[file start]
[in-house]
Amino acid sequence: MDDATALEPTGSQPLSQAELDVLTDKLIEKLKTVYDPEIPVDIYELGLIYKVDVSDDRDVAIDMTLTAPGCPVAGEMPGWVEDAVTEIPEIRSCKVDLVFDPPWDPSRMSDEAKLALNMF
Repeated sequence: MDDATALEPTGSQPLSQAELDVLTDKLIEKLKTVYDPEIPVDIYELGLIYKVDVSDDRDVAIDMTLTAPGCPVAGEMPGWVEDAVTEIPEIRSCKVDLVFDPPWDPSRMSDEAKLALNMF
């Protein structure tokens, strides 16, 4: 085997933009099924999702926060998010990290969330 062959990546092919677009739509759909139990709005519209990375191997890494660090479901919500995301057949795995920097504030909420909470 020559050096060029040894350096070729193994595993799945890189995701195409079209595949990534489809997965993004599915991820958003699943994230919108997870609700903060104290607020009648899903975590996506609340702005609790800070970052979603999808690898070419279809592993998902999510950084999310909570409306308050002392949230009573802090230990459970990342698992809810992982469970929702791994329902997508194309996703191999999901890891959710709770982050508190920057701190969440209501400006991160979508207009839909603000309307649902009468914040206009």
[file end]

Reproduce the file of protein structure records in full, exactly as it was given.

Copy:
[in-house]
Amino acid sequence: MDDATALEPTGSQPLSQAELDVLTDKLIEKLKTVYDPEIPVDIYELGLIYKVDVSDDRDVAIDMTLTAPGCPVAGEMPGWVEDAVTEIPEIRSCKVDLVFDPPWDPSRMSDEAKLALNMF
Repeated sequence: MDDATALEPTGSQPLSQAELDVLTDKLIEKLKTVYDPEIPVDIYELGLIYKVDVSDDRDVAIDMTLTAPGCPVAGEMPGWVEDAVTEIPEIRSCKVDLVFDPPWDPSRMSDEAKLALNMF
């Protein structure tokens, strides 16, 4: 085997933009099924999702926060998010990290969330 062959990546092919677009739509759909139990709005519209990375191997890494660090479901919500995301057949795995920097504030909420909470 020559050096060029040894350096070729193994595993799945890189995701195409079209595949990534489809997965993004599915991820958003699943994230919108997870609700903060104290607020009648899903975590996506609340702005609790800070970052979603999808690898070419279809592993998902999510950084999310909570409306308050002392949230009573802090230990459970990342698992809810992982469970929702791994329902997508194309996703191999999901890891959710709770982050508190920057701190969440209501400006991160979508207009839909603000309307649902009468914040206009």